IIT Gandhinagar PhD Scholar wins 1st prize from DRDO for developing high-sensitivity optical contact microphone for all defence forces

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Palaj: Chandan Kumar Jha, a PhD scholar in Electrical Engineering at the Indian Institute of Technology Gandhinagar (IITGN), recently won the first prize in the “Dare to Dream DRDO Innovation Contest” organized by the Defence Research and Development Organization (DRDO). He received this award in the challenge area of ‘Wearable Communication Technologies for Special Operations Soldiers’ for his project titled “An optical fibre-based microphone with very high background noise suppression capability for use in combat zones”.

The award ceremony was held at DRDO Bhawan, New Delhi on October 15, 2019, on the occasion of India’s former President, Dr A P J Abdul Kalam’s birthday anniversary. Hon’ble Defence Minister Shri Rajnath Singh conferred the award to Chandan in the presence of National Security Advisor, PMO, Shri Ajit Doval; Chairman DRDO, Dr G Satheesh Reddy; Chief of Army Staff, General Bipin Rawat; Chief of Naval Staff, Admiral Karambir Singh; and Chief of Air Staff, Air Chief Marshal RKS Bhadauria. The award includes a cash prize of INR 5 lakhs, and mentorship and support from the DRDO to develop the product further.

The DRDO contest was also supported by AGNIi (Accelerating Growth of New India’s Innovations), Govt. of India, to invite ideas to enhance defence capabilities. Chandan is one of only 8 winners in the individual category who were selected from a pool of over 3000 contestants by a two-stage process comprising initial screening by a DRDO domain expert committee and a subsequent short-listing and ranking process by an independent expert committee.

Expressing his thoughts on this achievement, Chandan Kumar Jha said, “This award has become a source of great encouragement to me. It has given me confidence that our innovation can be useful to the defence and has motivated me to develop it further into a reliable product that can be readily used by our army. The mentoring and support assured by the DRDO in developing this product has further boosted my enthusiasm. I would like to thank my supervisor Dr Arup Lal Chakraborty for his support, guidance and motivation, as well as my parents and all others who motivated and helped me in this project.”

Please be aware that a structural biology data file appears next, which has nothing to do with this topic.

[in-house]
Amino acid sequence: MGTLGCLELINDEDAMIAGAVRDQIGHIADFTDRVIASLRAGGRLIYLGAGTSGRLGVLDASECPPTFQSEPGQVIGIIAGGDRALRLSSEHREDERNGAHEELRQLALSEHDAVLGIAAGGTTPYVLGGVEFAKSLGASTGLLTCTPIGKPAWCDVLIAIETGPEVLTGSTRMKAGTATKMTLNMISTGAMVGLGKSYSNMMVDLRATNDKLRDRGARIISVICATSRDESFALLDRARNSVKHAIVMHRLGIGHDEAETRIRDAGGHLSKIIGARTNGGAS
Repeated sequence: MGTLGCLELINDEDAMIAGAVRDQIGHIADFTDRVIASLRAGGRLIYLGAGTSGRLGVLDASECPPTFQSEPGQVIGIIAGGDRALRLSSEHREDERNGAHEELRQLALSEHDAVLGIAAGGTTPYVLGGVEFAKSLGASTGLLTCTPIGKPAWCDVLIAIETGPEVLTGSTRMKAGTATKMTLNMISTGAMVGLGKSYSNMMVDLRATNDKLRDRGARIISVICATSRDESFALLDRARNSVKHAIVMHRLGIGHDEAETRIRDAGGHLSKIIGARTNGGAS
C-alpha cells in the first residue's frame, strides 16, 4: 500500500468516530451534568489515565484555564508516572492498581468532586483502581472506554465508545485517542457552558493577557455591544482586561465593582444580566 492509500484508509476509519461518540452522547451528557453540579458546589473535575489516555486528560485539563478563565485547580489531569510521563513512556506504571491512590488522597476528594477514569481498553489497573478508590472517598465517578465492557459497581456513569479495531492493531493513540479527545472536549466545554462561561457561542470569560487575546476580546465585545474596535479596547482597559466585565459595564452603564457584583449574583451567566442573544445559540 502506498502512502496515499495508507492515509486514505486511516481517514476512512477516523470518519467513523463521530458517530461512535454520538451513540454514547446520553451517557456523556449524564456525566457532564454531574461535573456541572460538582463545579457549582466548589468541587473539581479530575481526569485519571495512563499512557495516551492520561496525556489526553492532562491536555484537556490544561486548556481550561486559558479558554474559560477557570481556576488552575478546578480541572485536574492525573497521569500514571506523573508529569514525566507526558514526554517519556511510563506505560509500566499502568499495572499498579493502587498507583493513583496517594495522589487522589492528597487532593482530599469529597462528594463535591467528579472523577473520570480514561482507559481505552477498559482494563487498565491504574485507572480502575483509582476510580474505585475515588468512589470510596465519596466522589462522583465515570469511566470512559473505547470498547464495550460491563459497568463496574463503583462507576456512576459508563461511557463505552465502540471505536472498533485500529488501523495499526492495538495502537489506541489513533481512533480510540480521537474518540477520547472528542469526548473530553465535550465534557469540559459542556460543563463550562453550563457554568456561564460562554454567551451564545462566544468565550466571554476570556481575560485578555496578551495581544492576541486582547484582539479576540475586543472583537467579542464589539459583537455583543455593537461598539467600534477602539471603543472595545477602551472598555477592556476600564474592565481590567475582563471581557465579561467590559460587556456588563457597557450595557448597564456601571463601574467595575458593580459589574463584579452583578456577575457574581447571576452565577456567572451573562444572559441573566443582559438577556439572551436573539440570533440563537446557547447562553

Chandan is working on his PhD research with Dr Arup Lal Chakraborty in the Photonic Sensors Lab, IITGN. He conceived this project along with his supervisor Prof Arup Lal Chakraborty while trying to record the human voice from throat using a fibre-optic sensor. This optical fibre-based contact microphone picks up the human voice with high sensitivity even in the presence of very high background noise, typically encountered in combat situations. Very loud background noise from artillery guns, inside battle tanks or an aircraft can lead to misinterpretation of the commands that are sent. Conventional microphones are unable to selectively pick up the human voice and suppress the ambient noise and therefore require the user to shout out commands with a high chance of misunderstanding.

The fibre-based contact microphone innovated by Chandan picks up the signal from the neck region and greatly suppresses the ambient noise with very little signal processing. This device should be equally useful to all the wings of defence forces that require communication in noisy areas.